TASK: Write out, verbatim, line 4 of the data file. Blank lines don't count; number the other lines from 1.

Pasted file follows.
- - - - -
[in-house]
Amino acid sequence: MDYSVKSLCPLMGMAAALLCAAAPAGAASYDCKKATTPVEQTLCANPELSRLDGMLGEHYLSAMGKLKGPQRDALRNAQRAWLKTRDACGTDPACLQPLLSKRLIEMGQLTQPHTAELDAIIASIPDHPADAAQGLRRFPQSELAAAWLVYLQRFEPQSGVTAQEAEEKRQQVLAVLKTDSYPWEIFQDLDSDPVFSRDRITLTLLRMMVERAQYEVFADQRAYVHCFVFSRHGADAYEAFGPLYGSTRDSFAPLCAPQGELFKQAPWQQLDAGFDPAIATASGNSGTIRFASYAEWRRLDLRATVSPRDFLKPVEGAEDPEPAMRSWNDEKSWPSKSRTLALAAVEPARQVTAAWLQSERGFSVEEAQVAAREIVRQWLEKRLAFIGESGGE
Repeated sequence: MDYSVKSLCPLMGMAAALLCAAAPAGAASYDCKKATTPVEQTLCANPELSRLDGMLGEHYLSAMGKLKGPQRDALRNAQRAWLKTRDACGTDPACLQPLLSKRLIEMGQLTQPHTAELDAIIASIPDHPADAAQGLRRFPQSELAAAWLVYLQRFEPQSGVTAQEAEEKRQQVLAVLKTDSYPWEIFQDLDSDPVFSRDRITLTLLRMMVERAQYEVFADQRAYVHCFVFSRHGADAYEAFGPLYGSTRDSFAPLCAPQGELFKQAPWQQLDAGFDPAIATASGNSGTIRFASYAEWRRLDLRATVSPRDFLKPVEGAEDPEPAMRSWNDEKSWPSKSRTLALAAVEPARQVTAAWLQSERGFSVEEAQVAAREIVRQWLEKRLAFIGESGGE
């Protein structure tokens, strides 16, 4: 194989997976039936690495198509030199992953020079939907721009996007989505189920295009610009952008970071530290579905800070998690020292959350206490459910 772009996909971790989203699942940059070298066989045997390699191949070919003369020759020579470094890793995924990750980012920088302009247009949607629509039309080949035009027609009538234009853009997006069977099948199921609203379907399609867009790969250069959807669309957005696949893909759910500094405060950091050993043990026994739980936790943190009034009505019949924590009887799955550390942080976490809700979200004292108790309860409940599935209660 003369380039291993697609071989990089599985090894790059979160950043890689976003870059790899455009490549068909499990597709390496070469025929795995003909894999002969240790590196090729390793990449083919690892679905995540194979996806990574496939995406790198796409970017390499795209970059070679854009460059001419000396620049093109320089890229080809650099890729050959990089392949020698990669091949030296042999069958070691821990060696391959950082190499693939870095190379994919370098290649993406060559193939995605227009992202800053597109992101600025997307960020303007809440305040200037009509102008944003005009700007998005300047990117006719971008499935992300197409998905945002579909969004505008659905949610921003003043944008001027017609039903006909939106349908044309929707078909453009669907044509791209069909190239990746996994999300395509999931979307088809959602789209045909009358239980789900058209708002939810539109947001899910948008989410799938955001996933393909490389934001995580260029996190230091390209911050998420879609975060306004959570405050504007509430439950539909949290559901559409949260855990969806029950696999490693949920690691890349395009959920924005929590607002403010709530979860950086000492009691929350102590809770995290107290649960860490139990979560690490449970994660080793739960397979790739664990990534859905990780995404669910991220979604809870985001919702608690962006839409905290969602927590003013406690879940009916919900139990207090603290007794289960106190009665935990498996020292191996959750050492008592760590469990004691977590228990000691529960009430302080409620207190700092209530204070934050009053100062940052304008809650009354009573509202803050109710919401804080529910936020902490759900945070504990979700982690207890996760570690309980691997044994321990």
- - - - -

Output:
């Protein structure tokens, strides 16, 4: 194989997976039936690495198509030199992953020079939907721009996007989505189920295009610009952008970071530290579905800070998690020292959350206490459910 772009996909971790989203699942940059070298066989045997390699191949070919003369020759020579470094890793995924990750980012920088302009247009949607629509039309080949035009027609009538234009853009997006069977099948199921609203379907399609867009790969250069959807669309957005696949893909759910500094405060950091050993043990026994739980936790943190009034009505019949924590009887799955550390942080976490809700979200004292108790309860409940599935209660 003369380039291993697609071989990089599985090894790059979160950043890689976003870059790899455009490549068909499990597709390496070469025929795995003909894999002969240790590196090729390793990449083919690892679905995540194979996806990574496939995406790198796409970017390499795209970059070679854009460059001419000396620049093109320089890229080809650099890729050959990089392949020698990669091949030296042999069958070691821990060696391959950082190499693939870095190379994919370098290649993406060559193939995605227009992202800053597109992101600025997307960020303007809440305040200037009509102008944003005009700007998005300047990117006719971008499935992300197409998905945002579909969004505008659905949610921003003043944008001027017609039903006909939106349908044309929707078909453009669907044509791209069909190239990746996994999300395509999931979307088809959602789209045909009358239980789900058209708002939810539109947001899910948008989410799938955001996933393909490389934001995580260029996190230091390209911050998420879609975060306004959570405050504007509430439950539909949290559901559409949260855990969806029950696999490693949920690691890349395009959920924005929590607002403010709530979860950086000492009691929350102590809770995290107290649960860490139990979560690490449970994660080793739960397979790739664990990534859905990780995404669910991220979604809870985001919702608690962006839409905290969602927590003013406690879940009916919900139990207090603290007794289960106190009665935990498996020292191996959750050492008592760590469990004691977590228990000691529960009430302080409620207190700092209530204070934050009053100062940052304008809650009354009573509202803050109710919401804080529910936020902490759900945070504990979700982690207890996760570690309980691997044994321990």